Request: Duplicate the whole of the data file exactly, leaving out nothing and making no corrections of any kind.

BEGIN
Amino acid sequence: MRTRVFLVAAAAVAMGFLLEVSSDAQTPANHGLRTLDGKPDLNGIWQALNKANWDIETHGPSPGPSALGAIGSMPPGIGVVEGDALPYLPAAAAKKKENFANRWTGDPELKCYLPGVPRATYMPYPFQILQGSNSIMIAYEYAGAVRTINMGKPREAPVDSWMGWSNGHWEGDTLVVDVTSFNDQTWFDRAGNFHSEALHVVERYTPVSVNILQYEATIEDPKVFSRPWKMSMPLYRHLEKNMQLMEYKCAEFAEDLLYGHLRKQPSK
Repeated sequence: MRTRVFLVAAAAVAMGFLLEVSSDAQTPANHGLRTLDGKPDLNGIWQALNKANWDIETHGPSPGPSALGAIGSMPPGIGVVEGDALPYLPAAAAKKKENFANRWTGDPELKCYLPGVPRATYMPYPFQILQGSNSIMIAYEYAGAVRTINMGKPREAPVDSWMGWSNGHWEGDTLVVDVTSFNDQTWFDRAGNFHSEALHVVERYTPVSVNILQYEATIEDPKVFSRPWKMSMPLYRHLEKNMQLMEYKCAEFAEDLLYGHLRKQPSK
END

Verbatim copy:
Amino acid sequence: MRTRVFLVAAAAVAMGFLLEVSSDAQTPANHGLRTLDGKPDLNGIWQALNKANWDIETHGPSPGPSALGAIGSMPPGIGVVEGDALPYLPAAAAKKKENFANRWTGDPELKCYLPGVPRATYMPYPFQILQGSNSIMIAYEYAGAVRTINMGKPREAPVDSWMGWSNGHWEGDTLVVDVTSFNDQTWFDRAGNFHSEALHVVERYTPVSVNILQYEATIEDPKVFSRPWKMSMPLYRHLEKNMQLMEYKCAEFAEDLLYGHLRKQPSK
Repeated sequence: MRTRVFLVAAAAVAMGFLLEVSSDAQTPANHGLRTLDGKPDLNGIWQALNKANWDIETHGPSPGPSALGAIGSMPPGIGVVEGDALPYLPAAAAKKKENFANRWTGDPELKCYLPGVPRATYMPYPFQILQGSNSIMIAYEYAGAVRTINMGKPREAPVDSWMGWSNGHWEGDTLVVDVTSFNDQTWFDRAGNFHSEALHVVERYTPVSVNILQYEATIEDPKVFSRPWKMSMPLYRHLEKNMQLMEYKCAEFAEDLLYGHLRKQPSK